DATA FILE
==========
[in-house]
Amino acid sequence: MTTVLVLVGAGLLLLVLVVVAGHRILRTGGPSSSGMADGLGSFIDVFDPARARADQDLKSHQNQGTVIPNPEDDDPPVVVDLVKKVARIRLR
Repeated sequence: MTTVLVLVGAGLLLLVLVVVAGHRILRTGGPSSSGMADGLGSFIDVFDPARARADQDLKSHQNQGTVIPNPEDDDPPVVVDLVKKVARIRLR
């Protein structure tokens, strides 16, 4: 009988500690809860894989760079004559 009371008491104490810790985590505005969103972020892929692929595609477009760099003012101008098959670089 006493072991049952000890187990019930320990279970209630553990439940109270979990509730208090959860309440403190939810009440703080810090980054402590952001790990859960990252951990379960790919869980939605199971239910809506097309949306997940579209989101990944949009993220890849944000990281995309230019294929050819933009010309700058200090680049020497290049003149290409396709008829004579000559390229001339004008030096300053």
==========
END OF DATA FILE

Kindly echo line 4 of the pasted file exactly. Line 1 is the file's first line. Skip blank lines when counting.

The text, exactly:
């Protein structure tokens, strides 16, 4: 009988500690809860894989760079004559 009371008491104490810790985590505005969103972020892929692929595609477009760099003012101008098959670089 006493072991049952000890187990019930320990279970209630553990439940109270979990509730208090959860309440403190939810009440703080810090980054402590952001790990859960990252951990379960790919869980939605199971239910809506097309949306997940579209989101990944949009993220890849944000990281995309230019294929050819933009010309700058200090680049020497290049003149290409396709008829004579000559390229001339004008030096300053």